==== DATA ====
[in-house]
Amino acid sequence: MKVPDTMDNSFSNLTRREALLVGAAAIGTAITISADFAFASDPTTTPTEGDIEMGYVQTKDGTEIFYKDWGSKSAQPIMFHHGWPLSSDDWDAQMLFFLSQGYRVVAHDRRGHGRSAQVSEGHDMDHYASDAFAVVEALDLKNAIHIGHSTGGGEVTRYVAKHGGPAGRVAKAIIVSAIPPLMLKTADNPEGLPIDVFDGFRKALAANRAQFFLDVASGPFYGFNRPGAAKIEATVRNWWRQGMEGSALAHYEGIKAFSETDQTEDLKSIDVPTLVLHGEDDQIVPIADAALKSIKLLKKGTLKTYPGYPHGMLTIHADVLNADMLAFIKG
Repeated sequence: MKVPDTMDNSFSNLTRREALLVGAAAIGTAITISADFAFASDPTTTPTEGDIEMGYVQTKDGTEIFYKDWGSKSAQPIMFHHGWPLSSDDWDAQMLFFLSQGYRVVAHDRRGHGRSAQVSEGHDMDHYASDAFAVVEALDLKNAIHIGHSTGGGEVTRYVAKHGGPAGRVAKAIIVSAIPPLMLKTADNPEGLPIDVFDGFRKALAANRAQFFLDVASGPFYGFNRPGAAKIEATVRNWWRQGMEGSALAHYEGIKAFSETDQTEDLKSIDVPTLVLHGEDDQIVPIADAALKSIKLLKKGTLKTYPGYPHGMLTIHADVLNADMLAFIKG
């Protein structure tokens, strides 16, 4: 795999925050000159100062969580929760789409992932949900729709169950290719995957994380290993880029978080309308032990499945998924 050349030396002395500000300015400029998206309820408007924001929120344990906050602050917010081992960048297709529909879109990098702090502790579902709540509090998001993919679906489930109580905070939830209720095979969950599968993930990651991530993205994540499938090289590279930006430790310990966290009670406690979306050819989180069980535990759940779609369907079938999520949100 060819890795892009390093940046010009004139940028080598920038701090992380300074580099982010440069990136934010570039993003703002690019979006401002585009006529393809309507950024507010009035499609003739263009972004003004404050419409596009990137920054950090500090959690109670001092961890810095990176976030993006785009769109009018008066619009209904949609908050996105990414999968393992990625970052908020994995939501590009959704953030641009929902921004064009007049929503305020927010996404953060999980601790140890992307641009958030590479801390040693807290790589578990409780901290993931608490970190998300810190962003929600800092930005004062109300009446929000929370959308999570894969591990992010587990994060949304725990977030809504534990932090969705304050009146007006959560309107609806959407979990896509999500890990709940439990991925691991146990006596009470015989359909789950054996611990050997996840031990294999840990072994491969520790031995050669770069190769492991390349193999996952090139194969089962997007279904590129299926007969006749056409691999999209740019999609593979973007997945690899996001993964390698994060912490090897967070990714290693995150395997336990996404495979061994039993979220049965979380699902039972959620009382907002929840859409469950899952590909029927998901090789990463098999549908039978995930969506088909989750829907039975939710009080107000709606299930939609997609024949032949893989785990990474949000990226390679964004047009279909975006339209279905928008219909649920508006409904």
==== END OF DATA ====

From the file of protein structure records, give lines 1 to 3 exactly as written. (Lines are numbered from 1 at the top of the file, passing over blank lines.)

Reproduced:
[in-house]
Amino acid sequence: MKVPDTMDNSFSNLTRREALLVGAAAIGTAITISADFAFASDPTTTPTEGDIEMGYVQTKDGTEIFYKDWGSKSAQPIMFHHGWPLSSDDWDAQMLFFLSQGYRVVAHDRRGHGRSAQVSEGHDMDHYASDAFAVVEALDLKNAIHIGHSTGGGEVTRYVAKHGGPAGRVAKAIIVSAIPPLMLKTADNPEGLPIDVFDGFRKALAANRAQFFLDVASGPFYGFNRPGAAKIEATVRNWWRQGMEGSALAHYEGIKAFSETDQTEDLKSIDVPTLVLHGEDDQIVPIADAALKSIKLLKKGTLKTYPGYPHGMLTIHADVLNADMLAFIKG
Repeated sequence: MKVPDTMDNSFSNLTRREALLVGAAAIGTAITISADFAFASDPTTTPTEGDIEMGYVQTKDGTEIFYKDWGSKSAQPIMFHHGWPLSSDDWDAQMLFFLSQGYRVVAHDRRGHGRSAQVSEGHDMDHYASDAFAVVEALDLKNAIHIGHSTGGGEVTRYVAKHGGPAGRVAKAIIVSAIPPLMLKTADNPEGLPIDVFDGFRKALAANRAQFFLDVASGPFYGFNRPGAAKIEATVRNWWRQGMEGSALAHYEGIKAFSETDQTEDLKSIDVPTLVLHGEDDQIVPIADAALKSIKLLKKGTLKTYPGYPHGMLTIHADVLNADMLAFIKG